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Depression Glass show happens

Posted on Tuesday, July 17, 2012 at 11:02 am

Although the great depression of the 1930s was a hardship for many, it caused American glassware manufacturers to be innovative and develop many different colors and patterns of glassware to attract customers.  This depression-era glass was inexpensive when originally sold, but rare pieces now sell for hundreds of dollars.  Seeing the patterns and pieces is the best way to distinguish between the rare items and the common pieces.

Collectors, decorators and everyone who appreciates the past will have the opportunity to see and learn about 20th century American-made glassware at the 13th Annual Elegant and Depression Glass Show and Sale on Saturday and Sunday, July 21 and 22, at the Tennessee State Fairgrounds in Nashville. Show hours are 10 a.m. to 5 p.m. on Saturday, and 11 a.m. to 3 p.m. on Sunday.  Admission is $5 per person.  Fairgrounds management may charge a separate parking fee.

More than 20 national dealers are scheduled to display both common and rare pieces of depression and elegant glass at the show.  These dealers have many years of experience and are always willing to share their knowledge with others.  Although the glass at the show is often of museum quality, all of the glassware that dealers show will be for sale.

While depression and elegant glass will be the main feature of the show, dealers will also have Early American Pattern Glass (EAPG), Fiesta ware, Aladdin lamps, and pottery from American manufacturers such as McCoy, Hall, Roseville, Shawnee and Weller.

Three seminars will provide attendees with additional opportunities to learn about glassware that is no longer manufactured and only available at glass shows and antique shops.

Distinct and sometimes unusual names have been given to depression glass to identify the patterns.  Examples include American Sweetheart manufactured by MacBeth-Evans Glass Company, Holiday by Jeannette Glass Company, Miss America by Hocking Glass Company, and Sharon by Federal Glass Company.

Depression glass can be mixed or matched to make an attractive table setting for everyday use or for special occasions, and decorators often use pieces for purposes that are different from their original intent.  For example, a spoon holder may be used as a vase, or a small rose bowl may be used as a desktop pencil holder.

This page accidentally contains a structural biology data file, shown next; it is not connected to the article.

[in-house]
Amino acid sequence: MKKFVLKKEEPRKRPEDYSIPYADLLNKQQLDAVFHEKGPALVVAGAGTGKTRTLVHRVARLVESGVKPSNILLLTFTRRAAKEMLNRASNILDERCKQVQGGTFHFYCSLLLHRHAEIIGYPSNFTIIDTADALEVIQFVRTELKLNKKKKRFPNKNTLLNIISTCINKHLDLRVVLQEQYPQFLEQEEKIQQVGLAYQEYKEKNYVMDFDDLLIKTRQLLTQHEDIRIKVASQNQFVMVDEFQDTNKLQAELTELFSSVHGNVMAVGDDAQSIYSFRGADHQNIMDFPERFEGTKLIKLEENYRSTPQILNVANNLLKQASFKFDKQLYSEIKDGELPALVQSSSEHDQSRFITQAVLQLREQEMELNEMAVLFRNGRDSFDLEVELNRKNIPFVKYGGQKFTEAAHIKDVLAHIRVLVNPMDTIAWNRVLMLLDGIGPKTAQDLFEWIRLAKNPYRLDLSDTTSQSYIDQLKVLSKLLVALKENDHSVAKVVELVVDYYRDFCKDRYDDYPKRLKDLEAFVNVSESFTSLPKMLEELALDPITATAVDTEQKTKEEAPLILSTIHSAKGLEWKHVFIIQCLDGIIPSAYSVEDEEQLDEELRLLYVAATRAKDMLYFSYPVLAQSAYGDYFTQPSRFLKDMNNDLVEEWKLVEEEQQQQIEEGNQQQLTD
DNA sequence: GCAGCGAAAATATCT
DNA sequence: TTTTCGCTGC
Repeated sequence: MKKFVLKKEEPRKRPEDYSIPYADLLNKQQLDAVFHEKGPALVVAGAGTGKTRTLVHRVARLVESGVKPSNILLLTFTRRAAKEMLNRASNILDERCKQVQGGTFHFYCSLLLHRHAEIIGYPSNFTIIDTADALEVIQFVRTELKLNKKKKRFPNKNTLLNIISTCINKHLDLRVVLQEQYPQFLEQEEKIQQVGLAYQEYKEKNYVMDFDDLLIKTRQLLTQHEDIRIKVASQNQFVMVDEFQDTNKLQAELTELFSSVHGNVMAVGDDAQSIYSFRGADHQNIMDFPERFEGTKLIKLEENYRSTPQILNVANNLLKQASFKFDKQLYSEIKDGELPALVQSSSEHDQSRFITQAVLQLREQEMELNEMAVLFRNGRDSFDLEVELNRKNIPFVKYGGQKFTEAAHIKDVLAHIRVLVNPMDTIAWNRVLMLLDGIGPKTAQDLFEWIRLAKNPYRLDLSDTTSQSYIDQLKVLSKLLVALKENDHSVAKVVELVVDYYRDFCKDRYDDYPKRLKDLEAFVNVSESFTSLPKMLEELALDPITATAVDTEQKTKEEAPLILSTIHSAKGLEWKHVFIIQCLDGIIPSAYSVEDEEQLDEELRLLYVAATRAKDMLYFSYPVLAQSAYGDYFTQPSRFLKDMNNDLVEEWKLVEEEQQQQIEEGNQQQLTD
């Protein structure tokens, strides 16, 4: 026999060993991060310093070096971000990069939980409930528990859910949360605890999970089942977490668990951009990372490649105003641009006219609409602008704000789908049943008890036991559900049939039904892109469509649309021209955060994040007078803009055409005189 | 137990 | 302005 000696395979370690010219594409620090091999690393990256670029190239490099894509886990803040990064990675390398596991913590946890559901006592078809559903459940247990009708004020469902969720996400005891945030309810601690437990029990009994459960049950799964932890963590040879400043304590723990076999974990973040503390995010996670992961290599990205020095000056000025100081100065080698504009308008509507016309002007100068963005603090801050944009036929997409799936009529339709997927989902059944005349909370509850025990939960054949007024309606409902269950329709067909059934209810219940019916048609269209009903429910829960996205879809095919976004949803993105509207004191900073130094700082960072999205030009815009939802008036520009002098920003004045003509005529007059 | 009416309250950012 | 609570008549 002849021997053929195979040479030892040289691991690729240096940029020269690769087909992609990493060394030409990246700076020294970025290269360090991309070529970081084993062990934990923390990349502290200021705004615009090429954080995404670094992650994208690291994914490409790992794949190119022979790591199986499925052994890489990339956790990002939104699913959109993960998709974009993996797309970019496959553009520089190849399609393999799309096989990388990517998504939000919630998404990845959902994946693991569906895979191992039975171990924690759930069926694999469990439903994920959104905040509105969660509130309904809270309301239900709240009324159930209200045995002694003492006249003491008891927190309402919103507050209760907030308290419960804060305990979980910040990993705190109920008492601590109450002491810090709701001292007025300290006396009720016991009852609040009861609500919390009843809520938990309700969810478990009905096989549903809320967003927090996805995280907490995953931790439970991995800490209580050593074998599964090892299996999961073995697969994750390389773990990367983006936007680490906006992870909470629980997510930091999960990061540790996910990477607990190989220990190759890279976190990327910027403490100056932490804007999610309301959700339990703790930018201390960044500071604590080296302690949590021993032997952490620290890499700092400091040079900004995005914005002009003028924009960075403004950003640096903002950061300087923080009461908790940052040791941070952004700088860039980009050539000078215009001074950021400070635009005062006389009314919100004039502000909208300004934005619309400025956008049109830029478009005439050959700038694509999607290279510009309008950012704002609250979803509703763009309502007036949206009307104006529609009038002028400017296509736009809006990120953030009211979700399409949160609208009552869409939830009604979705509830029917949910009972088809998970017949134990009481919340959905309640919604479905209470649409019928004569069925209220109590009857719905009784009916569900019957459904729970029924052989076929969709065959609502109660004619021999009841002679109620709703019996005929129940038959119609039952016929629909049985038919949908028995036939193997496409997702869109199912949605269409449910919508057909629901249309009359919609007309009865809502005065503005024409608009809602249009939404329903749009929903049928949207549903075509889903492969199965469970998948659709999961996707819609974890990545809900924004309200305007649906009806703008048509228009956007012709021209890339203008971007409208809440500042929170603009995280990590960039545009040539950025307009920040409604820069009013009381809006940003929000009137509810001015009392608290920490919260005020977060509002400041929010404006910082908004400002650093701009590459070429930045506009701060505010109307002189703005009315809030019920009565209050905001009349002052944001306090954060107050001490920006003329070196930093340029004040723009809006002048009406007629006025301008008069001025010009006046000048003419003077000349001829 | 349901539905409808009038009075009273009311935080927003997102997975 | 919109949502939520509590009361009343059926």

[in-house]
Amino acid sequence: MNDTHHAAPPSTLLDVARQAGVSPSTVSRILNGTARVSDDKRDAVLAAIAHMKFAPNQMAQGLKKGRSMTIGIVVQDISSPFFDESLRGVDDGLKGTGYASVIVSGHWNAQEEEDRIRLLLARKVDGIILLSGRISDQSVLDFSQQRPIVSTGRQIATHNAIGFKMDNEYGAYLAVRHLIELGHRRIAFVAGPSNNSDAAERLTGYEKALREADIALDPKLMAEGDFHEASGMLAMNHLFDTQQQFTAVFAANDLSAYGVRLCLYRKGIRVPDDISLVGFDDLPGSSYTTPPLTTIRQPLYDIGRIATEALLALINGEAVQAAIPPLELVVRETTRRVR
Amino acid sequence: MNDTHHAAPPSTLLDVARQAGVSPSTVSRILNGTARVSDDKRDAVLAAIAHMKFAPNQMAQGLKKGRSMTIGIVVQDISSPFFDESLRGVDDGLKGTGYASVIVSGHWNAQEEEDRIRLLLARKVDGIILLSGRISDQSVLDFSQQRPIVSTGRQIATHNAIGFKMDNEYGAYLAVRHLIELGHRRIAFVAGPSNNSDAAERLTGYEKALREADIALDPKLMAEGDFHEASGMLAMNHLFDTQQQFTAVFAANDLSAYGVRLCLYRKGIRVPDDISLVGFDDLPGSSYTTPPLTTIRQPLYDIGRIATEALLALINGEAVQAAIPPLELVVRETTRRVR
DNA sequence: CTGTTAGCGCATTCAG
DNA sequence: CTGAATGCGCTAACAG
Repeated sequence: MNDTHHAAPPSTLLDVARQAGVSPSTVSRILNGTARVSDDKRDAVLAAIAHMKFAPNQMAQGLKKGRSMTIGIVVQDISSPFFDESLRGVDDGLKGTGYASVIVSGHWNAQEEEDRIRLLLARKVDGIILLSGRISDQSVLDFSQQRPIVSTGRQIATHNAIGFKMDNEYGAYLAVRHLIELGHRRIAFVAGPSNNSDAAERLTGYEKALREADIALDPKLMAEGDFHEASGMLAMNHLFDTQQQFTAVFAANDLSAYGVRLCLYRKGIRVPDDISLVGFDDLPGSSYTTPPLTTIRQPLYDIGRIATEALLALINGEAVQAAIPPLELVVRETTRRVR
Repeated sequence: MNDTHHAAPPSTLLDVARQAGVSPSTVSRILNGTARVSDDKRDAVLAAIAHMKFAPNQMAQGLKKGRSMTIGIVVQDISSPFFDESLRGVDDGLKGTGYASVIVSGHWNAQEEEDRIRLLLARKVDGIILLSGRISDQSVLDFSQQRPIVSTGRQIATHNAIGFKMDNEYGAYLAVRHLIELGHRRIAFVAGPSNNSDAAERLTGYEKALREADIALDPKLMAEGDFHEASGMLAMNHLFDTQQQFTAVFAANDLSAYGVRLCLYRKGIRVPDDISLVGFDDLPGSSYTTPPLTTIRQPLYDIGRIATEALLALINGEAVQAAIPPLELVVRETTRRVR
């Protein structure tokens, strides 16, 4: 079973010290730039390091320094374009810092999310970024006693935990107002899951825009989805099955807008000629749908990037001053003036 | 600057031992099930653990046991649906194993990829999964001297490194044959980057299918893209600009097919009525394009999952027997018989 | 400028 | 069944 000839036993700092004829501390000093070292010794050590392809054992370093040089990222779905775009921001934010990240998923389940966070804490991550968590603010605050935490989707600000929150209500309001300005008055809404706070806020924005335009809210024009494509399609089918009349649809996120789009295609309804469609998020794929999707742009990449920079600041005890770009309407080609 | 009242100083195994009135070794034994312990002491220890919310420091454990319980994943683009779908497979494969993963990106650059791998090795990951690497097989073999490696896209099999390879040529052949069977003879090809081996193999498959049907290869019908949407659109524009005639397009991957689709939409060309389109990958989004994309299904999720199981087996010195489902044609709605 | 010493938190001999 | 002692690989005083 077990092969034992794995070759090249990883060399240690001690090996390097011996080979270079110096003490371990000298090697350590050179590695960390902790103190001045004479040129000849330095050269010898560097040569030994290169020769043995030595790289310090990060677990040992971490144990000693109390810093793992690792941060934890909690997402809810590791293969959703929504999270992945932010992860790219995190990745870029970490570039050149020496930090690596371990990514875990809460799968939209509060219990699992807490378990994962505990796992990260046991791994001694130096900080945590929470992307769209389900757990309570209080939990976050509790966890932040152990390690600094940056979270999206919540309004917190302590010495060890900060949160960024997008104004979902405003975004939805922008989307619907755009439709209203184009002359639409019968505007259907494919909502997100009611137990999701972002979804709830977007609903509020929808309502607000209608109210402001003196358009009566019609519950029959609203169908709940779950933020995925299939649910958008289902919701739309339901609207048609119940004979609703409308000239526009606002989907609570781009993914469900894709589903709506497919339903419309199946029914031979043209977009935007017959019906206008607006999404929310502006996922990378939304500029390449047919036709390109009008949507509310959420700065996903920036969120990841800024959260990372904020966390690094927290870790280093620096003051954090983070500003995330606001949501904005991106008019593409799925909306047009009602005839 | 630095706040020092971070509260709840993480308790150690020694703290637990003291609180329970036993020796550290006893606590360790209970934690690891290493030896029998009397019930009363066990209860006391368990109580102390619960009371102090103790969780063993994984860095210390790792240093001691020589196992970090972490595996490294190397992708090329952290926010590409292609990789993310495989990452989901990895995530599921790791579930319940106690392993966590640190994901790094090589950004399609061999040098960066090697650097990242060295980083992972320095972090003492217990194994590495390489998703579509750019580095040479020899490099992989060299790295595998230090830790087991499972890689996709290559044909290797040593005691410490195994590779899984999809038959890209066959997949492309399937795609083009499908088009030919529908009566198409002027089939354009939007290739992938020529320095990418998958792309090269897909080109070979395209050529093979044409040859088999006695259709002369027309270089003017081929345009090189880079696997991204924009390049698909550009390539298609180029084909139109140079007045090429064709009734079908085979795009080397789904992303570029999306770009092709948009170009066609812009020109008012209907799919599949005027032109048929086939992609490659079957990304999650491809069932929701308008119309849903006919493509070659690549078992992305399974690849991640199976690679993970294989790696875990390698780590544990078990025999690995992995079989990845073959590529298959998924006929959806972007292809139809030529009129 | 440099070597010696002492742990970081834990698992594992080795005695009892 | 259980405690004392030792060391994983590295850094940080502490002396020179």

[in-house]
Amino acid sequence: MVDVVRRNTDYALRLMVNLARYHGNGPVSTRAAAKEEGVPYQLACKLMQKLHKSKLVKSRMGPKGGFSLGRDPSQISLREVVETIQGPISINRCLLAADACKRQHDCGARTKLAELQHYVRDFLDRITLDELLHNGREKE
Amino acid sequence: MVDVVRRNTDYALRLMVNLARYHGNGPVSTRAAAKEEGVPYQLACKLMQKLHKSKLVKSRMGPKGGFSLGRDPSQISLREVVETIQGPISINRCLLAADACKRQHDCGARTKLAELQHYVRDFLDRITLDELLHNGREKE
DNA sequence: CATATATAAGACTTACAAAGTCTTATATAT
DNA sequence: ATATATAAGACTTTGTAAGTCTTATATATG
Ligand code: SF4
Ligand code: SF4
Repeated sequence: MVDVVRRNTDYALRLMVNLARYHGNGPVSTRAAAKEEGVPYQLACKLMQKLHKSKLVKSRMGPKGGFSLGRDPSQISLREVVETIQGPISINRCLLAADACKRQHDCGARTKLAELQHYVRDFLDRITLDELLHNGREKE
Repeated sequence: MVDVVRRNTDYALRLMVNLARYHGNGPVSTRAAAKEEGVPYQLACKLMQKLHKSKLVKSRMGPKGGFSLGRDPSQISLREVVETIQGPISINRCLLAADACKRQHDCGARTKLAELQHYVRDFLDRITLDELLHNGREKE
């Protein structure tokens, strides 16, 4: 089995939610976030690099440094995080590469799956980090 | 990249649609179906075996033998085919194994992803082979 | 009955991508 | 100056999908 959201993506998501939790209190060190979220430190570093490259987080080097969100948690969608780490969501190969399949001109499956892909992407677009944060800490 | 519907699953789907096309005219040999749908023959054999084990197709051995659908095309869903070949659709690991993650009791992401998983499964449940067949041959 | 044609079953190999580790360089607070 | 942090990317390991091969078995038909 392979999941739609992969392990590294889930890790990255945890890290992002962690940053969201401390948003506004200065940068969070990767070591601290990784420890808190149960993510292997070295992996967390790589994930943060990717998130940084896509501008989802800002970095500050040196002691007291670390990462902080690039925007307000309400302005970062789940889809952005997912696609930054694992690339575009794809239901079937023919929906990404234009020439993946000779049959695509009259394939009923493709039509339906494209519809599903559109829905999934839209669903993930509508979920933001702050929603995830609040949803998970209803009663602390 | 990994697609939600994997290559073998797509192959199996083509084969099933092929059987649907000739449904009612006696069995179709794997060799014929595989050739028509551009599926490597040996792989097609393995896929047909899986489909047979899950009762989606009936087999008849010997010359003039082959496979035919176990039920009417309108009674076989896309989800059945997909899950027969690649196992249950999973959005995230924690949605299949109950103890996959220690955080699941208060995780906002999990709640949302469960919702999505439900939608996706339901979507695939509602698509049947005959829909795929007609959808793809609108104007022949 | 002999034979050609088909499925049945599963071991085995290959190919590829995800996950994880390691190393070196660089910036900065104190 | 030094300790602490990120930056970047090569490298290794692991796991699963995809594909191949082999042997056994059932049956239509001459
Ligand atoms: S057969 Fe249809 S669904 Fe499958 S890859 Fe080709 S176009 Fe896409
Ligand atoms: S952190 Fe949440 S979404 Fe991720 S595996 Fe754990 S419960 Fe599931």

Elegant glassware refers to American-made glassware that is generally of higher quality than depression glass, and it is often etched or cut with intricate designs.  Rare pieces can sell for thousands of dollars.  At a recent Sotheby’s auction, a group of nine mid-century modern vases designed by George Sakier and manufactured by Fostoria Glass Company sold for more than forty thousand dollars.  Many different companies, including Cambridge, Heisey, Imperial, Morgantown and Westmoreland, made elegant glassware in a wide variety of colors.

Seminars dealing with glass patterns and topics have become a popular feature at the show in recent years.  Three topics that have not been presented previously are scheduled for this year’s show.

On Saturday at 1 p.m., Jack Peacock will discuss glassware manufactured by Tiffin Glass Company and U. S. Glass Company.  Jack is a North Carolina dealer who sets up at numerous glass shows throughout the United States.

Another seminar at 3 p.m. on Saturday will feature some of the patterns and pieces made by Fostoria Glass Company prior to the production of elegant glass.  These patterns are known more widely among EAPG collectors than among most Fostoria glass collectors, and many of the pieces are unique to the time period when they were manufactured.  Harold Roth, a member of the Fostoria Glass Society of Tennessee, will present this seminar.

On Sunday at 1 p.m., Sandra Bridwell-Walker will discuss Glass Fiction and Old Wives Tales.  She is from Texas and has been a dealer at the show for many years.  She is currently the editor of the National Depression Glass Association News and Views.

The Fostoria Glass Society of Tennessee hosts the show and proceeds are used to support the Fostoria Glass Museum in Moundsville, W.Va., and other organizations that preserve the history and artistry of American glassmaking.  For more information about the society and the show, visit, or phone (615) 856-4259.